Ghostly intervention does seem plausible if one looks at some of the developments late in the tournament. Garcia’s shot for eagle at 15 appeared to stop short at the rim, then make one final rotation to fall into the cup, and his final putt in the playoff dramatically circled the rim and dropped in. Both shots looked as if an invisible hand prodded the ball to its final destination.

Whether a person wants to believe it was providence or inspired play, it doesn’t really matter because Garcia won the Master’s outright with a spectacular shot for birdie. He didn’t back into the win by simply putting for par.

The Ballesteros storyline is a heartwarming narrative, but Garcia deserves all the credit for his victory. Neither supernatural forces nor an epic collapse by Rose tipped the Master’s tournament. Garcia persevered, played well and overcame personal setbacks to win his first Major and an Augusta National green jacket.

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BCS: Out In Style

Sports do not build character. They reveal it.– Heywood Broun

Screen Shot 2014-01-07 at 1.44.11 PMDuring its much-aligned existence, the BCS always had its critics. In its 16-year run there were countless tweaks to how it operated. Despite the fixes the system was far from perfect, but in its final year the BCS era ends with a bang.

This year’s bowls (Rose, Fiesta, Sugar, Orange) were by far the best series of games the BCS has presented. The Rose Bowl Game presented by Vizio (#5 Stanford vs. #4 Michigan State) was a back and forth game that ended with a brutal defensive stand, which handed the victory to the Michigan State Spartans. Until that last play the game was in doubt.

The Tostitos Fiesta Bowl (#15 UCF vs. #6 Baylor) didn’t have the dramatic alternating lead changes like the Stanford/Michigan State game did, but it featured a huge upset when the BCS buster UCF Knights beat the high-octane offense the Baylor Bears.

Following the New Year’s Day BCS games, the Allstate Sugar Bowl featured the #3, two-time national champion, Alabama Crimson Tide battling the #11 Oklahoma Sooners. This skirmish had four lead changes. Alabama had a chance to tie the game with a touchdown drive during the final 47-seconds; their hopes were dashed when A.J. McCarron coughed up the ball and Geneo Grissom returned the fumble for an eight-yard touchdown. If that wasn’t enough, a botched kickoff recovered by Oklahoma ended any chance for a miracle for the Crimson Tide.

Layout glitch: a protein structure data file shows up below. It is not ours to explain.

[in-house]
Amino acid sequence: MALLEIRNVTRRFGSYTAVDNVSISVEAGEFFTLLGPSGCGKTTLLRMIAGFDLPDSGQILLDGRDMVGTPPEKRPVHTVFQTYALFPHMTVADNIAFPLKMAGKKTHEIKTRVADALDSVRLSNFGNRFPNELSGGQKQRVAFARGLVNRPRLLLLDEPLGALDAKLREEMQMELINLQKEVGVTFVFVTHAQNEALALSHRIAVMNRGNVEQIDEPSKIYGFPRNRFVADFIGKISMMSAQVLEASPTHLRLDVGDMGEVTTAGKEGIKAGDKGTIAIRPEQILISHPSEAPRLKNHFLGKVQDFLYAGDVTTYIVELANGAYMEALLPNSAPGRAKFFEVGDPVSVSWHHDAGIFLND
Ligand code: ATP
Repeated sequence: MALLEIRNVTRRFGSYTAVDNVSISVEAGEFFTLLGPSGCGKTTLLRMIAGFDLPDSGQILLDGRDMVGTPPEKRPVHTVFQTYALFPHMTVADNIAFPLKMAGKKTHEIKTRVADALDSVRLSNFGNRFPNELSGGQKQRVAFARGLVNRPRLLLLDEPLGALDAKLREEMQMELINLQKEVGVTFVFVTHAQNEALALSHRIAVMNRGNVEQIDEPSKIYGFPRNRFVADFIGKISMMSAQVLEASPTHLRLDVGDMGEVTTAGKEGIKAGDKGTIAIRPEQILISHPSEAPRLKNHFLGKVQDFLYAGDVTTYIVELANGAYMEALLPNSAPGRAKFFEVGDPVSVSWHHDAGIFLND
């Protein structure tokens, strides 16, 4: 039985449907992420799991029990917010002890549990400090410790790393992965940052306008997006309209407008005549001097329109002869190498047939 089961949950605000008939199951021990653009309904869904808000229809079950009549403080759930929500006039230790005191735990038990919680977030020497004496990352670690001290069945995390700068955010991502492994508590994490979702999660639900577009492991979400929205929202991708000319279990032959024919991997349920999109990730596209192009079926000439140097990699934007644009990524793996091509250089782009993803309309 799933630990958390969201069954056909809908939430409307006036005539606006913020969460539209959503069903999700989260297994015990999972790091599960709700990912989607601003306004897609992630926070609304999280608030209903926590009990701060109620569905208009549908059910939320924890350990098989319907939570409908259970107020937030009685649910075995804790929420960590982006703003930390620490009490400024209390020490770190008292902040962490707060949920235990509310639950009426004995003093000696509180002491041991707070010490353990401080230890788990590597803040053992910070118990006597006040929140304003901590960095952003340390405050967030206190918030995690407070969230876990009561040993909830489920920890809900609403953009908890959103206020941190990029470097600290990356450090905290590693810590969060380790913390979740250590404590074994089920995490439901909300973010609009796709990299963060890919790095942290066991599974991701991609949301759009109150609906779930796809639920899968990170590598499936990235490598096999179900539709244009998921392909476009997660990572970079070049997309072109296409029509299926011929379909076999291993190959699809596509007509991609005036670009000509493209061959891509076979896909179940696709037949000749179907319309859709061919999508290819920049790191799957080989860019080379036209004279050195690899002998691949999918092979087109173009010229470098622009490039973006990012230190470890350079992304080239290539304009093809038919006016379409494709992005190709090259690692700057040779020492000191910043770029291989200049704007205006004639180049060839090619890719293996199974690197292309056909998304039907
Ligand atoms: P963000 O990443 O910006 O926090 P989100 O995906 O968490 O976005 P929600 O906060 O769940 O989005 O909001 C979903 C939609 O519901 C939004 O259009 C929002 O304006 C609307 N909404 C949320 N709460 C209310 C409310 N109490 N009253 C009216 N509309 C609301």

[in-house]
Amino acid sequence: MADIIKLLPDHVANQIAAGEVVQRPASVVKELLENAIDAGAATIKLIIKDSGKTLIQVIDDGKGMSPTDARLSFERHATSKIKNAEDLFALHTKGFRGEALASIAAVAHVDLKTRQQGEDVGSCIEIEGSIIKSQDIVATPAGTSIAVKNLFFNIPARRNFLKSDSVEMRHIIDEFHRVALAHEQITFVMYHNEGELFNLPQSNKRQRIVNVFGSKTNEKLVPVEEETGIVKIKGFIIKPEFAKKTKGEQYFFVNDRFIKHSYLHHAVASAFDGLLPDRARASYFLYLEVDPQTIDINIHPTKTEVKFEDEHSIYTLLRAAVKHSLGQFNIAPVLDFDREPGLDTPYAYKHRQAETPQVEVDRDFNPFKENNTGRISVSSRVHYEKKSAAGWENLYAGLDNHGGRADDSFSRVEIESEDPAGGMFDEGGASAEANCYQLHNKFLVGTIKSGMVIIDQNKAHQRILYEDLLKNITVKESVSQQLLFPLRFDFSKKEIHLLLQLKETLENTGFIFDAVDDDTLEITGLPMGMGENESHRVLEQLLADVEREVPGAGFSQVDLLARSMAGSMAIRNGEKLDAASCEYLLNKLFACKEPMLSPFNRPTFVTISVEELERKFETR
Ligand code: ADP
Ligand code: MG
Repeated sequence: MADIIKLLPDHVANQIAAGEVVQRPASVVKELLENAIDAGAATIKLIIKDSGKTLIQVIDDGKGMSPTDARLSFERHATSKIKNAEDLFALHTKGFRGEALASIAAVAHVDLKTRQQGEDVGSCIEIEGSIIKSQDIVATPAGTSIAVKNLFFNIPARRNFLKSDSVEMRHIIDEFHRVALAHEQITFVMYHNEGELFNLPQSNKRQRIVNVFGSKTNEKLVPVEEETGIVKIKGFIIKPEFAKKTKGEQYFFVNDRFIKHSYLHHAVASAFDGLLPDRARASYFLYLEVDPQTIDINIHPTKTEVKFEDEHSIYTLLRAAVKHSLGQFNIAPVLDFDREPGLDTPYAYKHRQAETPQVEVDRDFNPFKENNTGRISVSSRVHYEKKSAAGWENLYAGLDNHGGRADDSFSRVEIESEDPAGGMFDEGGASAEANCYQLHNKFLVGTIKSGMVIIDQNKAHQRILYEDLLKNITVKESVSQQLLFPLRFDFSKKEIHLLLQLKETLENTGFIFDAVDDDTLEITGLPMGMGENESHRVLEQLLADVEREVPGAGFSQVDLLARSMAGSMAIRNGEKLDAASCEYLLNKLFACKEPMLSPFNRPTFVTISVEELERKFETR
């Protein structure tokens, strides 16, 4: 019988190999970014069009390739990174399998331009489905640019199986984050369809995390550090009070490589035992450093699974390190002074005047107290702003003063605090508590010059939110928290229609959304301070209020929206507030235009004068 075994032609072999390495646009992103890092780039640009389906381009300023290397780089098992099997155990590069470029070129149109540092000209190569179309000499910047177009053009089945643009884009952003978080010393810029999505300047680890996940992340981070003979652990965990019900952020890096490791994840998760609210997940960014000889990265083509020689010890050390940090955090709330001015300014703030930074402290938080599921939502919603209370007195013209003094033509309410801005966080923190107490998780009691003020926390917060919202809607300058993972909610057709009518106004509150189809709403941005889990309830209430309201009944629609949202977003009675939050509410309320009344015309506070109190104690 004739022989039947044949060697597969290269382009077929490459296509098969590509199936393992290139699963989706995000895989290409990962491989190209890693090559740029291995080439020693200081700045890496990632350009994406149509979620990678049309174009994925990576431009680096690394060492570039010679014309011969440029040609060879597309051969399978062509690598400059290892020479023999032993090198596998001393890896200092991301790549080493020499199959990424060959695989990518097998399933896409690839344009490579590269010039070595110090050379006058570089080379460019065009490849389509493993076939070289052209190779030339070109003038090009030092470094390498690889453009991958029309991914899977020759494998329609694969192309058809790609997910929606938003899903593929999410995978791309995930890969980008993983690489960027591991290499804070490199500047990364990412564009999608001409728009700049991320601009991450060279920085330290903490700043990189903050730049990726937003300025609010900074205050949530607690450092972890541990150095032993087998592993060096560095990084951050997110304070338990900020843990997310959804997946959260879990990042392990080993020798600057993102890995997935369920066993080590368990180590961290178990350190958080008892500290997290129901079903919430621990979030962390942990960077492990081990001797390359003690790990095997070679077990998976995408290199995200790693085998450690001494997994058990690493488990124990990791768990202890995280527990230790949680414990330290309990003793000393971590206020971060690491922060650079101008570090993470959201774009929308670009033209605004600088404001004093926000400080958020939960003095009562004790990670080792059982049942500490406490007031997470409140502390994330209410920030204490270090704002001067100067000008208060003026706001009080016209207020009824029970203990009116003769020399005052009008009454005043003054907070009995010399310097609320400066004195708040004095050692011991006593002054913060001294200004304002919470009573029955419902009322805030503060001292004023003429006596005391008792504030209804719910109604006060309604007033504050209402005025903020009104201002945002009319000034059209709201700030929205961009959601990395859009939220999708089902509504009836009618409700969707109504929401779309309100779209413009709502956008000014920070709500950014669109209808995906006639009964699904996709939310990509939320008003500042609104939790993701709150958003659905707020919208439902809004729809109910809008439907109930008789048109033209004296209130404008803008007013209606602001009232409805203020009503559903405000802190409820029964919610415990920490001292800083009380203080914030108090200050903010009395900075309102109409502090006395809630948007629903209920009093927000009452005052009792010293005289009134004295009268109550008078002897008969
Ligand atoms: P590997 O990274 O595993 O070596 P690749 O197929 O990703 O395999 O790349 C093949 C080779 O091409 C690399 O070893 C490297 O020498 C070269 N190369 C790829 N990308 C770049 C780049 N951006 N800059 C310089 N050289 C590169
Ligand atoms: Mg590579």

On January 3rd the Discover Orange Bowl hosted the #7 Ohio State Buckeyes verses the #12 Clemson Tigers. This game featured more than a 1000-yards of offense and four lead changes. The game was sealed when Stephone Anthony intercepted Braxton Miller’s pass at Clemson’s 39-yard line with 87-seconds remaining in the game.

The BCS Championship Game couldn’t have been scripted any better. #1 Florida State Seminoles and #2 Auburn Tigers colliding for the ultimate prize: The NCAA Coaches Trophy. This game had it all. One team takes a commanding 21-3 lead early in the game, a valiant come from behind challenge (featuring a 100-yard kickoff return to take the lead), and a championship drive to win the game with only 13-seconds remaining. The heroics of the athletes on both sides were stellar examples of what makes college football special.

These final BCS era games are examples of what college football post-season should be. In many respects, this year’s bowl games raised the bar for what the new playoff system should strive to deliver every year. I believe it’s possible if the new playoff system doesn’t implode under the weight of bias and conference tie-ins that plagued the BCS during its run.


BCS Championship

Orange Bowl

Fiesta Bowl

Rose Bowl

Sugar Bowl